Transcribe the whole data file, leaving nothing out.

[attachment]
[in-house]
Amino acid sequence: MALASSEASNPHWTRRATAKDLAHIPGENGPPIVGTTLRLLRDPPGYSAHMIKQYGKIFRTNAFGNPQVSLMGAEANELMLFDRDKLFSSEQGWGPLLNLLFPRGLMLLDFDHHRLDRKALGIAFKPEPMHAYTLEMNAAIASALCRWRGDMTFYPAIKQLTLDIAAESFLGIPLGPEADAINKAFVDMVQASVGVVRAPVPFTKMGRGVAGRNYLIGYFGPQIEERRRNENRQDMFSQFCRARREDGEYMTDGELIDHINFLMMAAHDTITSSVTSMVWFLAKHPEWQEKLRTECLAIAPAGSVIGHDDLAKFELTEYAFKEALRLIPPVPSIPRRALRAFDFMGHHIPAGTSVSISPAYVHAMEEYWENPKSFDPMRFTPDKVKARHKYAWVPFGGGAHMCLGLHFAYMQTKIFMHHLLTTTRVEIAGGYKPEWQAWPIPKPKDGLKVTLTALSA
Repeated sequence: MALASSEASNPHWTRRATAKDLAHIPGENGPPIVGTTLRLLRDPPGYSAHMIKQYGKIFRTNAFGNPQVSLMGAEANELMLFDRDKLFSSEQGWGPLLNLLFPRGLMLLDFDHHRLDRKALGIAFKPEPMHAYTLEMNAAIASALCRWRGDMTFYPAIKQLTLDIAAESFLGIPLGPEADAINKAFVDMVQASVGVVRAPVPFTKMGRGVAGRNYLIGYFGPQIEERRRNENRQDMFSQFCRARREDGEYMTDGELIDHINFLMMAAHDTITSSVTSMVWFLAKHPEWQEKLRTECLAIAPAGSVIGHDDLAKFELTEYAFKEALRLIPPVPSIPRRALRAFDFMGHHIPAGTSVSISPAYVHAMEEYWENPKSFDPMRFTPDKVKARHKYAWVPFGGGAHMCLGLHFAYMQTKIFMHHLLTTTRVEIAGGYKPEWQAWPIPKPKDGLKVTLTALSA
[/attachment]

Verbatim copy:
[in-house]
Amino acid sequence: MALASSEASNPHWTRRATAKDLAHIPGENGPPIVGTTLRLLRDPPGYSAHMIKQYGKIFRTNAFGNPQVSLMGAEANELMLFDRDKLFSSEQGWGPLLNLLFPRGLMLLDFDHHRLDRKALGIAFKPEPMHAYTLEMNAAIASALCRWRGDMTFYPAIKQLTLDIAAESFLGIPLGPEADAINKAFVDMVQASVGVVRAPVPFTKMGRGVAGRNYLIGYFGPQIEERRRNENRQDMFSQFCRARREDGEYMTDGELIDHINFLMMAAHDTITSSVTSMVWFLAKHPEWQEKLRTECLAIAPAGSVIGHDDLAKFELTEYAFKEALRLIPPVPSIPRRALRAFDFMGHHIPAGTSVSISPAYVHAMEEYWENPKSFDPMRFTPDKVKARHKYAWVPFGGGAHMCLGLHFAYMQTKIFMHHLLTTTRVEIAGGYKPEWQAWPIPKPKDGLKVTLTALSA
Repeated sequence: MALASSEASNPHWTRRATAKDLAHIPGENGPPIVGTTLRLLRDPPGYSAHMIKQYGKIFRTNAFGNPQVSLMGAEANELMLFDRDKLFSSEQGWGPLLNLLFPRGLMLLDFDHHRLDRKALGIAFKPEPMHAYTLEMNAAIASALCRWRGDMTFYPAIKQLTLDIAAESFLGIPLGPEADAINKAFVDMVQASVGVVRAPVPFTKMGRGVAGRNYLIGYFGPQIEERRRNENRQDMFSQFCRARREDGEYMTDGELIDHINFLMMAAHDTITSSVTSMVWFLAKHPEWQEKLRTECLAIAPAGSVIGHDDLAKFELTEYAFKEALRLIPPVPSIPRRALRAFDFMGHHIPAGTSVSISPAYVHAMEEYWENPKSFDPMRFTPDKVKARHKYAWVPFGGGAHMCLGLHFAYMQTKIFMHHLLTTTRVEIAGGYKPEWQAWPIPKPKDGLKVTLTALSA